9. Damn right I want a finisher medal. I didn’t train to get out there to compete with the elite runners. I came out here to compete against MYSELF, so finishing IS winning

  10. I think that for the longer races (half and full marathon), I expect a finisher’s medal because it actually IS an accomplishment to finish them. OK, if I walked the whole thing and got a medal for a four-hour half, it would be empty. But when I push really hard and still come in eighteenth in my division, I still expect recognition. And how about those folks who at whatever age are just working their way up to excellence? I think a finisher medal, far from being recognition for a competitively mediocre performance, might be the kind of reward for effort that motivates improvement. And for elder runners who seek to prove their stamina, it could be a nice validation that they can still hang in there.

  11. Last year, at 44 years old, I completed my first Spartan Race, in Las Vegas. Getting a finisher’s medal felt great–almost as great as it felt just to finish the race. Part of the reason that medal meant so much was because for me, that race marked a point in my life when I began to take fitness seriously again. As a kid, I loved running and I was fast. I worked out, ran cross-country, mountain biked, skied, etc. Through high school and up until eight or so years after college, I took fitness very seriously. Then, I got married, had a few kids and began to take my fitness for granted. Exercise became one of those things I’d get to eventually.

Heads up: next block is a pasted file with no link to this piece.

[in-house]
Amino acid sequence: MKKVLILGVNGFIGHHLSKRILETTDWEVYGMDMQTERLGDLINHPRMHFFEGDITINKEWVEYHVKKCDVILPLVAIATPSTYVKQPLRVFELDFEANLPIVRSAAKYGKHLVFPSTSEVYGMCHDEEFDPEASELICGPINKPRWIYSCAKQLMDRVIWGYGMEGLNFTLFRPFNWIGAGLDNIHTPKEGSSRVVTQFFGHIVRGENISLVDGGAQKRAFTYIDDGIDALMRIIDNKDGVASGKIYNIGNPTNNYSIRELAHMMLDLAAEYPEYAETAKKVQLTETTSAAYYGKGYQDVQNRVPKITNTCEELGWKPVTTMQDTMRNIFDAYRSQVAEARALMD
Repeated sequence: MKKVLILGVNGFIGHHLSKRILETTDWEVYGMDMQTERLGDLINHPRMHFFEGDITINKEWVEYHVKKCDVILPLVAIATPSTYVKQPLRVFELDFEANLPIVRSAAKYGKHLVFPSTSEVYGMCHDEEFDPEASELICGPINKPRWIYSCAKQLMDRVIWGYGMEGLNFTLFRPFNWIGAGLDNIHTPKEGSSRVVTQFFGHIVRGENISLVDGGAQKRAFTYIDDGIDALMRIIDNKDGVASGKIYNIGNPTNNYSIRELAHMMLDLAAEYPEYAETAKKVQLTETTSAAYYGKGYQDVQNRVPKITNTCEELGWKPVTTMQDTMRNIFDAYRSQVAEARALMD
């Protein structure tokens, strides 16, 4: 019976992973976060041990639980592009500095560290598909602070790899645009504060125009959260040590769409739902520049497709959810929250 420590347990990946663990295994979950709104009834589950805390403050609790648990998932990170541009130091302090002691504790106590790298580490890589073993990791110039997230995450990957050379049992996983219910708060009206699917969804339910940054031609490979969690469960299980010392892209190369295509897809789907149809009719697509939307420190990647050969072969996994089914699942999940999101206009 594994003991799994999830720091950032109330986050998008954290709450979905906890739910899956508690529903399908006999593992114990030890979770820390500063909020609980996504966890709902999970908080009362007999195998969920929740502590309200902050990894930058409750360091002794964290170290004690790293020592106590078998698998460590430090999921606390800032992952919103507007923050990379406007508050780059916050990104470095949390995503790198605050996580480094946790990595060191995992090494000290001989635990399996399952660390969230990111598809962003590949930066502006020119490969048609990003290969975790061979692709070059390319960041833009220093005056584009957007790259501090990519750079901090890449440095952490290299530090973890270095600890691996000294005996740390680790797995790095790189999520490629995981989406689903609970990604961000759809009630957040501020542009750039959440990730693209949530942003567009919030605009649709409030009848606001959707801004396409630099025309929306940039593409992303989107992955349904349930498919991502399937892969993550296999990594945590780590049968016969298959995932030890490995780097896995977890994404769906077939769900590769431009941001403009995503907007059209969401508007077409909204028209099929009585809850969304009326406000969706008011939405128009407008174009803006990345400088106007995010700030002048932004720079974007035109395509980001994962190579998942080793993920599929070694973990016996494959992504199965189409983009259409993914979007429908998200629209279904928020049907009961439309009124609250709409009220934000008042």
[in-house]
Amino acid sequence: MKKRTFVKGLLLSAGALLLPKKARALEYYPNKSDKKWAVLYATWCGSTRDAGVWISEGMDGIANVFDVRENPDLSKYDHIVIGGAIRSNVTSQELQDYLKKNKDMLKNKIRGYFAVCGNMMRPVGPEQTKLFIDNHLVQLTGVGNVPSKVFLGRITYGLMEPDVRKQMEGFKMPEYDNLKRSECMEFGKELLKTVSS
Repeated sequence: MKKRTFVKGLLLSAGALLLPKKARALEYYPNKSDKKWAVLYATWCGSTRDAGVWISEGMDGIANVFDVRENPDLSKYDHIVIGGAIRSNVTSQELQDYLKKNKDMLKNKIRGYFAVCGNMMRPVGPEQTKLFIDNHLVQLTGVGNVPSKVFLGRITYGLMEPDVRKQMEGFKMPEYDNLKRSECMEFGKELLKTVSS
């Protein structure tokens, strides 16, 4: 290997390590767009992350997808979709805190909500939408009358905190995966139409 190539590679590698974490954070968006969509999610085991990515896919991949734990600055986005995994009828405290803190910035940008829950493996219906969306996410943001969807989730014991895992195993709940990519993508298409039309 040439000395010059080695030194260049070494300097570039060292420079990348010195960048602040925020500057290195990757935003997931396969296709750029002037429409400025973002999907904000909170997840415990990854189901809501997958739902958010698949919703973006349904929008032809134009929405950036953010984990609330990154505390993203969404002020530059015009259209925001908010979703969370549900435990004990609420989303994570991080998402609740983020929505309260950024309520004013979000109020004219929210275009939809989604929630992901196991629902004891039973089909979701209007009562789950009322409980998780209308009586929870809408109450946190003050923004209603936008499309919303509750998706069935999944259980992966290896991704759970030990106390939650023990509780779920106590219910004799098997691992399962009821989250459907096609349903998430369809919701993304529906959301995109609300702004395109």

A year and a half ago, my wife began entering 5k and 10k races with a female coworker. She invited me to run with her but I made excuses that I had bad knees, due to a cycling accident, and couldn’t run. Eventually though, I got out of my chair and got running. 15 years off is a long time to take off. I hadn’t gained a lot of weight, maybe 15 pounds, but cardiovascularly speaking, I was a mess. That first mile was tough. We began running more together. 3 miles, then 6 and eventually 12 before that first Spartan Race. Crossing that finish line and receiving that medal was amazing. And no medal since has felt quite as good. Personally, I don’t need a medal every race. Maybe something a little extra to mark the big milestones. Each person has a race in them that deserves a medal, to commemorate whatever big push it took to get them there.

    Reading David Allison’s post regarding marathon times, I had a pang of jealousy to hear that at 45 he can finish a 10k in 33 minutes. Wow. That is just incredible. I just ran a 50:10 10k this weekend. I wonder how much faster I’d be if I hadn’t taken 15 years off. lol When my wife and I finish our first half-marathon next May, finishing will be wonderful. Getting our medals will make the accomplishment a little extra special.